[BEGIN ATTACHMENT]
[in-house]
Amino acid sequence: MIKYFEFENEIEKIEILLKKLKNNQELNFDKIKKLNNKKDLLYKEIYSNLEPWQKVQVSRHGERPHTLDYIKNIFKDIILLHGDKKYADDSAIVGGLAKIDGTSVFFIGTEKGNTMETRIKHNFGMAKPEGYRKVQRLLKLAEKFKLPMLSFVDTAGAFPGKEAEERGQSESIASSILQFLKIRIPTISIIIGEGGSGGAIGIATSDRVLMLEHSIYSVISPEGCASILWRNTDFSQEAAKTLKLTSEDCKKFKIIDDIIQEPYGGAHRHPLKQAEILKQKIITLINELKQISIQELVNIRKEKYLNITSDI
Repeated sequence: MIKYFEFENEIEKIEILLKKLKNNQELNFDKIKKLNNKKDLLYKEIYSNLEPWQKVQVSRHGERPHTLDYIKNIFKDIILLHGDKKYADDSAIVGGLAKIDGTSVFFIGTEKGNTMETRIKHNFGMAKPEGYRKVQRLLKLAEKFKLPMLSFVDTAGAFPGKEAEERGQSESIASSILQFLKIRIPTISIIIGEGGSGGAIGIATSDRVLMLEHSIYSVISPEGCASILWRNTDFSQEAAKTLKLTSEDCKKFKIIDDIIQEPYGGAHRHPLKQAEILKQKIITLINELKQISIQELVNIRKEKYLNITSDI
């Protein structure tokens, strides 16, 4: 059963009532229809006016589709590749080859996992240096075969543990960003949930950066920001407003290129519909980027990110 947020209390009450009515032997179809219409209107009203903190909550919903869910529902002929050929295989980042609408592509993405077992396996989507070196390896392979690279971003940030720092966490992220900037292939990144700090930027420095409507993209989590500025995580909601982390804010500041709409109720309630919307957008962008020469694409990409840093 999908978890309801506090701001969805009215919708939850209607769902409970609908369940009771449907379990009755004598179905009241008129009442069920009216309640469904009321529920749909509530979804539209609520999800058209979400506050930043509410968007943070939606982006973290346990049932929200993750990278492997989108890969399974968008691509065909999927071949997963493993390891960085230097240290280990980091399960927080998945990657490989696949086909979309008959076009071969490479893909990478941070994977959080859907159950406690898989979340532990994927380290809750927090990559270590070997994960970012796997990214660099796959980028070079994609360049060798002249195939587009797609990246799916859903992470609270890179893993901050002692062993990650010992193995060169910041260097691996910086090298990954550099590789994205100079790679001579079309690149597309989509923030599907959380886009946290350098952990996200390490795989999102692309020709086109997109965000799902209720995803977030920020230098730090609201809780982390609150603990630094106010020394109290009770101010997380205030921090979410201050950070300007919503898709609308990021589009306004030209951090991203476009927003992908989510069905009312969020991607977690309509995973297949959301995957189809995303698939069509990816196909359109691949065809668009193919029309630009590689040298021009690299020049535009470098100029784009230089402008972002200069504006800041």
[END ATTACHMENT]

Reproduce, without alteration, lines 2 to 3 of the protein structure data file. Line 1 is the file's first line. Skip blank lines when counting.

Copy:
Amino acid sequence: MIKYFEFENEIEKIEILLKKLKNNQELNFDKIKKLNNKKDLLYKEIYSNLEPWQKVQVSRHGERPHTLDYIKNIFKDIILLHGDKKYADDSAIVGGLAKIDGTSVFFIGTEKGNTMETRIKHNFGMAKPEGYRKVQRLLKLAEKFKLPMLSFVDTAGAFPGKEAEERGQSESIASSILQFLKIRIPTISIIIGEGGSGGAIGIATSDRVLMLEHSIYSVISPEGCASILWRNTDFSQEAAKTLKLTSEDCKKFKIIDDIIQEPYGGAHRHPLKQAEILKQKIITLINELKQISIQELVNIRKEKYLNITSDI
Repeated sequence: MIKYFEFENEIEKIEILLKKLKNNQELNFDKIKKLNNKKDLLYKEIYSNLEPWQKVQVSRHGERPHTLDYIKNIFKDIILLHGDKKYADDSAIVGGLAKIDGTSVFFIGTEKGNTMETRIKHNFGMAKPEGYRKVQRLLKLAEKFKLPMLSFVDTAGAFPGKEAEERGQSESIASSILQFLKIRIPTISIIIGEGGSGGAIGIATSDRVLMLEHSIYSVISPEGCASILWRNTDFSQEAAKTLKLTSEDCKKFKIIDDIIQEPYGGAHRHPLKQAEILKQKIITLINELKQISIQELVNIRKEKYLNITSDI